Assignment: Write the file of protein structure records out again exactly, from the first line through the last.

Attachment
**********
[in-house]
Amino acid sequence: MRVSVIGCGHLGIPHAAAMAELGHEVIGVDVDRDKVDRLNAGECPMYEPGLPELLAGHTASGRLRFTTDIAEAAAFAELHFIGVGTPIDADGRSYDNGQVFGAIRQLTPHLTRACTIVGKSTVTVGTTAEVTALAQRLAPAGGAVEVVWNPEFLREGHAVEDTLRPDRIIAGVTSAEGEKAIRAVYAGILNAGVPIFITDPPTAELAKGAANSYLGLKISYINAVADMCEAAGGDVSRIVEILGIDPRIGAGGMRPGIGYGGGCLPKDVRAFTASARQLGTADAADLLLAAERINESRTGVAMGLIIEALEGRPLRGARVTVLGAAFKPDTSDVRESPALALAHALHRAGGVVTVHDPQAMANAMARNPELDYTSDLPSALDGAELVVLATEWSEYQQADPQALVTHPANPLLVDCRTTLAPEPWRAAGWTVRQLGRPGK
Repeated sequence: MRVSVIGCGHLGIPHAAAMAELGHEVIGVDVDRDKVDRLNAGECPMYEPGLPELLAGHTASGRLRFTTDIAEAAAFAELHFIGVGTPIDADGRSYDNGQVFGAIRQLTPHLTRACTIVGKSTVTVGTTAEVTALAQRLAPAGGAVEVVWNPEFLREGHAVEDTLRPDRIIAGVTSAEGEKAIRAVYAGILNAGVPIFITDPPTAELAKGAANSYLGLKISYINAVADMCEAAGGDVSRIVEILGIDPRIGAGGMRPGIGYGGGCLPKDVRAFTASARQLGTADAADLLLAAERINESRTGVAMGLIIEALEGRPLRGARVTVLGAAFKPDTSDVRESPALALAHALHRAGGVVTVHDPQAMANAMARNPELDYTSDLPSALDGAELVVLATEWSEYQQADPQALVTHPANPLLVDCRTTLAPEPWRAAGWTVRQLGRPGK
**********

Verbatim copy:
[in-house]
Amino acid sequence: MRVSVIGCGHLGIPHAAAMAELGHEVIGVDVDRDKVDRLNAGECPMYEPGLPELLAGHTASGRLRFTTDIAEAAAFAELHFIGVGTPIDADGRSYDNGQVFGAIRQLTPHLTRACTIVGKSTVTVGTTAEVTALAQRLAPAGGAVEVVWNPEFLREGHAVEDTLRPDRIIAGVTSAEGEKAIRAVYAGILNAGVPIFITDPPTAELAKGAANSYLGLKISYINAVADMCEAAGGDVSRIVEILGIDPRIGAGGMRPGIGYGGGCLPKDVRAFTASARQLGTADAADLLLAAERINESRTGVAMGLIIEALEGRPLRGARVTVLGAAFKPDTSDVRESPALALAHALHRAGGVVTVHDPQAMANAMARNPELDYTSDLPSALDGAELVVLATEWSEYQQADPQALVTHPANPLLVDCRTTLAPEPWRAAGWTVRQLGRPGK
Repeated sequence: MRVSVIGCGHLGIPHAAAMAELGHEVIGVDVDRDKVDRLNAGECPMYEPGLPELLAGHTASGRLRFTTDIAEAAAFAELHFIGVGTPIDADGRSYDNGQVFGAIRQLTPHLTRACTIVGKSTVTVGTTAEVTALAQRLAPAGGAVEVVWNPEFLREGHAVEDTLRPDRIIAGVTSAEGEKAIRAVYAGILNAGVPIFITDPPTAELAKGAANSYLGLKISYINAVADMCEAAGGDVSRIVEILGIDPRIGAGGMRPGIGYGGGCLPKDVRAFTASARQLGTADAADLLLAAERINESRTGVAMGLIIEALEGRPLRGARVTVLGAAFKPDTSDVRESPALALAHALHRAGGVVTVHDPQAMANAMARNPELDYTSDLPSALDGAELVVLATEWSEYQQADPQALVTHPANPLLVDCRTTLAPEPWRAAGWTVRQLGRPGK